“History’s Greatest Monsters” is a regular evaluation of albums deemed some of the worst in history. We do this not for the sake of schadenfreude, but to try to understand how these reputations were earned. Certainly, there are bound to be pleasant surprises. And certainly, there will be some truly unpleasant experiences in the months ahead. But we’ll all be better people for it, and hopefully we will have all learned something, and had a good laugh. Periodically, we will publish a Progress Report, to recap just where all of our candidates stand on the hierarchy of bad music, if they do at all.
R.E.M. – Around the Sun
When Bill Berry left R.E.M., inevitably, the long-running Athens, Ga. band was in a position that required making some adjustments. Not having a drummer isn’t exactly a crippling problem to a lot of bands, and certainly a Warner Bros. budget and two decades of connections could have gotten a more than adequate session drummer should the band have needed something more dynamic than programmed percussion. But with Up, their first album after Berry left the band, the group proved that, as a trio, they were able to do just fine, delivering an album that, aesthetically, sounded more Radiohead than traditionally R.E.M., and ranks as one of their last really good albums, and an underrated gem in their catalog.
As time went on, however, the band began to lose steam, and their subsequent albums, Reveal and Around the Sun, sounded like nothing more than a once great band running out of steam. Reveal, at least, had the benefit of a stellar single in “Imitation of Life.” And there may have been a handful of other keepers on the album, but nothing even approaching their best songs from Automatic for the People or Murmur. With Around the Sun, unfortunately, they didn’t even have the benefit of a really good single, just 13 pale stencils in the shape of songs.
When Treble ran a Celebrate the Catalog feature last year, following the announcement of the band’s dissolution, Adam Blyweiss gave it the lowest rating of all the band’s albums, a measly two points out of 10. Having never given the album as thorough a listen as I figured I should, I took this slam to be unusually harsh. After spending the required 50 minutes to absorb the album, as much as one can with something this forgettable, I now feel obligated to report that it’s much worse than I imagined.
With an album like Around the Sun, “bad” is sort of a relative term. It’s not as if R.E.M. decided to release their version of The Life of Chris Gaines or The Funky Headhunter, but everything that once made this band great – intricate and historically detailed lyrics, unshakable melodies, sparkling guitar riffs, energy – are pretty much all missing in action. What they offer instead is beige in 13 variations, touched up by awkward lyrics and aimless synthesizers. In a way, it almost sounds like the band was attempting to recreate Up in some form; the atmospheric production suggests a similar approach, and the notable absence of any explicitly R.E.M.-sounding songs draws a parallel. But the primary difference is that on Up, the band actually sounded like they spent some time writing the songs, and attempting to get them just right. Here, the band doesn’t even sound like they want to be there.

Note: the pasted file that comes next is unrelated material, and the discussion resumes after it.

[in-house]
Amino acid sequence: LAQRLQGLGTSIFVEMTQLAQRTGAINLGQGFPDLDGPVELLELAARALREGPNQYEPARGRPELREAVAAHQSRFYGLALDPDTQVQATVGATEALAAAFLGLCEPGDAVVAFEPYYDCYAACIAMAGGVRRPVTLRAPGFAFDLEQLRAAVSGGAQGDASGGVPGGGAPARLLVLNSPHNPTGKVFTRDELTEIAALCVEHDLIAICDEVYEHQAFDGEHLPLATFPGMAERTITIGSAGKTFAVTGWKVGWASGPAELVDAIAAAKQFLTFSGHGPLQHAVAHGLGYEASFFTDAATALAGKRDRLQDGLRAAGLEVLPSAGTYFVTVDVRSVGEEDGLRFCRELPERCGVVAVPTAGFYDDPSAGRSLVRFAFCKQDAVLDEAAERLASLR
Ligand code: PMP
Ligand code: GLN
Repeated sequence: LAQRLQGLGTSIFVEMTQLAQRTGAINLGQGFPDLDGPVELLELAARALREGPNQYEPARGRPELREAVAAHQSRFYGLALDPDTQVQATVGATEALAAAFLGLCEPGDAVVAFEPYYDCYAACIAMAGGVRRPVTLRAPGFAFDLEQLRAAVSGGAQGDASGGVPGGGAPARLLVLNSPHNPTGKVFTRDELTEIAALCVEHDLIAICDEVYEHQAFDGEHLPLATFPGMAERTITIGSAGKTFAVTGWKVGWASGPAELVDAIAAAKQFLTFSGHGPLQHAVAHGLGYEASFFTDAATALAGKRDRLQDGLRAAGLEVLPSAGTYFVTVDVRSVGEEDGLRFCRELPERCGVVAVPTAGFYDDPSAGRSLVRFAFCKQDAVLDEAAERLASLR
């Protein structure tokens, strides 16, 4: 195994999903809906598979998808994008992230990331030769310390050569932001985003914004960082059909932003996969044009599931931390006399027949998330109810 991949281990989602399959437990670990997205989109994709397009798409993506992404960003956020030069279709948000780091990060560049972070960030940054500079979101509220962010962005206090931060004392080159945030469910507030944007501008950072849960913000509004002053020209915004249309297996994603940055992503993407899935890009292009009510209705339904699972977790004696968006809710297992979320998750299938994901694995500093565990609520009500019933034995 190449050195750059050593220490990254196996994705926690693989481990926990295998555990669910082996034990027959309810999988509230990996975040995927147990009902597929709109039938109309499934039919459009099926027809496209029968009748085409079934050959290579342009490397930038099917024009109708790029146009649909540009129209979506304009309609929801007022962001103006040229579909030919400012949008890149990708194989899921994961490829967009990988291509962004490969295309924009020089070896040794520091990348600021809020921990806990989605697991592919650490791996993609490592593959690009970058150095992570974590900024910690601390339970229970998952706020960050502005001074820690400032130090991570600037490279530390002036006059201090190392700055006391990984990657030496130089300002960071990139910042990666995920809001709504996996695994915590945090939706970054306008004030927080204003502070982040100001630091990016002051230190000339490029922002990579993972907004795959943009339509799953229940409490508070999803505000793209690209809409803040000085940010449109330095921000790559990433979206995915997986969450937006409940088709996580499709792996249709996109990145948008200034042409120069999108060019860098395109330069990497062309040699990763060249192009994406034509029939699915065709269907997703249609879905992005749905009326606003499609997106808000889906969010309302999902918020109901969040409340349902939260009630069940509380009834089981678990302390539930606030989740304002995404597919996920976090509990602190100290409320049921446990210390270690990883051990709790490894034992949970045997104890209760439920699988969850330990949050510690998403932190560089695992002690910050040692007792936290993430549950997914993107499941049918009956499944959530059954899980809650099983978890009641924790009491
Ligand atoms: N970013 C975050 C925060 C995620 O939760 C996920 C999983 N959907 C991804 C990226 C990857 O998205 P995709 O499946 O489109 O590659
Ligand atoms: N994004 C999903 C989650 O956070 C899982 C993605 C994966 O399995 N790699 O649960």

“Leaving New York,” the first track and single from the album, is about as good as the album gets, and that’s saying a lot. It’s a decent song, but by no means a great one, and from there, things grow from dreary to embarrassing. “The Outsiders” is another attempt to mix R.E.M. with hip-hop, and as many will remember from 1991’s “Radio Song,” it didn’t work out that great the first time. Here, Q-Tip lends his lackadaisical verses to an otherwise lethargic production, rife with dated electronics. And while few of the songs here are all that great, those dated electronics tend to ruin whatever redeeming qualities they had. “Final Straw” is a nice enough acoustic ballad in the vein of “Drive,” made much worse by the addition of goofy synth. And for a minute I thought “Aftermath” broke the cycle with some horns, but as it turns out, those were just more goofy synths.
Meanwhile, Michael Stipe’s lyrics sound more tossed off than they ever have, often going the full WTF route, but more often than not resorting to cliches and lame self-help slogans (“Hold on world, because you don’t know what’s coming”). On “Make It All Ok,” Stipe drops a few choice truth bombs, like “So our past has been rewritten/ and you threw away the pen.” The uninspired faux-soul of “The Ascent of Man” offers a few more (“I am a lamb without a rack”, “I try to walk like a big wham bam”). And then there’s the bizarre/gross couplet of “I am searching for greatness/I smear it on my face” in “Wanderlust.”
If R.E.M. doesn’t sound like they actually give a shit on Around the Sun, it’s because they probably didn’t. Guitarist Peter Buck has actually gone on record as saying he doesn’t like the album, noting that it sounds like ” a bunch of people that are so bored with the material that they can’t stand it anymore.” And no extra layers of synthesizer are going to cover that up. There are definitely worse albums in the world, but not by R.E.M. And frankly, though they’ve never been immune from missteps, Around the Sun is unusually lifeless and unfocused. And I don’t blame the band one bit for essentially disavowing it.
Final Grade: D
Jeff Terich is the founder and editor of Treble. He's been writing about music for 20 years and has been published at American Songwriter, Bandcamp Daily, Reverb, Spin, Stereogum, uDiscoverMusic, VinylMePlease and some others that he's forgetting right now. He's still not tired of it.